Star Food

Chickpea: its great contributions to your health

Chickpea: its great contributions to your health

Chickpea stands out among traditional legumes for its contribution of slowly absorbed carbohydrates, which provide energy.

It is an essential food in a healthy and balanced diet. Here are some of its many nutritional properties:

Chickpeas provide complex, slow-absorbing carbohydrates. They are the most recommended, since they produce a gradual assimilation of glucose. This prevents the imbalance of blood sugar levels and generates constant energy.

They provide a large amount of protein but at the same time are very low in saturated fat, so they help regulate cholesterol. By combining chickpeas with cereals (rice, couscous ...) the quality of their proteins improves.

They provide significant amounts of fiber, which improves intestinal transit and also contributes to a slower absorption of carbohydrates.

Chickpeas provide many minerals, especially phosphorus, iron and magnesium.

They are especially rich in vitamins B1, B6, and folic acid.

Main indications

Chickpea is a food suitable for all types of people, but in some cases its consumption is more convenient.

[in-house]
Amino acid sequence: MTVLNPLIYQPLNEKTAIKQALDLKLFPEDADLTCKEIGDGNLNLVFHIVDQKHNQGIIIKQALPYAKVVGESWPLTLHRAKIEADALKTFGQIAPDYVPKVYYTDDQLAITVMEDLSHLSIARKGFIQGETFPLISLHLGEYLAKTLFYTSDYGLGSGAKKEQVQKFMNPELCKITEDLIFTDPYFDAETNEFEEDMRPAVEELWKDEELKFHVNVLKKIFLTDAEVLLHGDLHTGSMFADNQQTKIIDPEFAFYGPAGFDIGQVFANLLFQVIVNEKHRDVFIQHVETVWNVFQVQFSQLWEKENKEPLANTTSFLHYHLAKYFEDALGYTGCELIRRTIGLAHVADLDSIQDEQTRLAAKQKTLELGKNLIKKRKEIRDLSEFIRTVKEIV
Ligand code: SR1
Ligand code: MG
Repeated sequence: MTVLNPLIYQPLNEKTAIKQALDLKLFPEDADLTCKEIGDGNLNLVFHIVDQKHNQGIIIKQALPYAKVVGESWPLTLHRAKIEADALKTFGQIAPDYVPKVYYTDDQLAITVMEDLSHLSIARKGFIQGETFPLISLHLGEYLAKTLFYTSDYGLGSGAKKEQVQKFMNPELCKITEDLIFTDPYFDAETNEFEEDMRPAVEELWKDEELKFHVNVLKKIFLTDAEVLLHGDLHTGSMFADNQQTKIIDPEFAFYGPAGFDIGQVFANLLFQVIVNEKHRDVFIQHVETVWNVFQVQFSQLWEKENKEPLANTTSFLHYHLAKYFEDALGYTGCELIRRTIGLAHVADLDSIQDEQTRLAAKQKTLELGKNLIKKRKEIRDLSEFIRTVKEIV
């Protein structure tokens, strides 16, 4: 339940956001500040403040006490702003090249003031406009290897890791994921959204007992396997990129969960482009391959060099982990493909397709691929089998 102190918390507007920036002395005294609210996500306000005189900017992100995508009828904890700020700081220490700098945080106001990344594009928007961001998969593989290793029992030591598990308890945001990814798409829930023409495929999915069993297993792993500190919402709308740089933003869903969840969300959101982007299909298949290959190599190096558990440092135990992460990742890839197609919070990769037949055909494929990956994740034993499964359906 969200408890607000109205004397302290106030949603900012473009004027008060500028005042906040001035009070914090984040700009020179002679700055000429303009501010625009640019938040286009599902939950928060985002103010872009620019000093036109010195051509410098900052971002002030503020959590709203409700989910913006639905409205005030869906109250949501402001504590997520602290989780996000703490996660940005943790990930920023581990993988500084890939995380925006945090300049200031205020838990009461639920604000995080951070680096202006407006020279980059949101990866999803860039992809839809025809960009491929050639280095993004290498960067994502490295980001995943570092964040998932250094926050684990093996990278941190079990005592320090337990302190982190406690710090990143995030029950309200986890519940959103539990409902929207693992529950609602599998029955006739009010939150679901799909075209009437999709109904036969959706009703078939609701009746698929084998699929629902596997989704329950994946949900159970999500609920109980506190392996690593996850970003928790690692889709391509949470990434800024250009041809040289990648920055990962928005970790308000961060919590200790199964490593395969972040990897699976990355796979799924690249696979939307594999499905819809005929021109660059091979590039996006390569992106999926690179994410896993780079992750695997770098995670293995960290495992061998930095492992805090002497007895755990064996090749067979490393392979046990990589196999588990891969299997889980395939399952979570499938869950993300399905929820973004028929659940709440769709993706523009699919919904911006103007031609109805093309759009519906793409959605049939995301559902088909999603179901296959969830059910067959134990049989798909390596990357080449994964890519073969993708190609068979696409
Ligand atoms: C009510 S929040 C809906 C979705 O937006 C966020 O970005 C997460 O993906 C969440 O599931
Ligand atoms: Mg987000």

Its contribution of carbohydrates and proteins make it very suitable for states of asthenia, children, adolescents and people who make physical efforts, such as athletes.

Due to its high potassium content and the low presence of sodium, chickpea promotes diuresis or urine excretion. This is beneficial in cases of high blood pressure, kidney stones and when you want to eliminate an excess of uric acid.

Chickpea is stomachic, good for the stomach. Due to its richness in fiber, it also helps the functions of the intestine, fighting constipation and intestinal parasites.

Due to its remarkable content of magnesium, phosphorus and B vitamins, necessary for the nervous and muscular system, chickpea is suitable for dealing with situations of psychophysical tension and stress.

A renewed classic

Chickpea offers many possibilities in the kitchen. As a legume, it allows the preparation of very diverse and consistent dishes, from winter stews and stews to summer salads.

Chickpea is credited with causing flatulence.

To avoid them, once cooked, it is advisable to mash the skin of the chickpeas using a masher. Another way to aid digestion is to add a piece of kombu seaweed or some herb with carminative properties such as sage, thyme, coriander, savory or cumin to the cooking water.

In addition to being cooked, chickpeas can also be eaten sprouted, in refreshing salads, or even roasted, in a pan or baked, as an aperitif or a snack.

Chickpeas are used to prepare other delicious recipes, such as the traditional hummus or chickpea paté, very popular in the Middle East.

Falafels, a popular recipe among Jews and Arabs, are fried balls made from chickpeas, onion, garlic, parsley, and coriander.

Daniel Bonet (health) and Santi Ávalos (kitchen)

Video: Dukkah Chickpea Salad with Sue Armstrong (October 2020).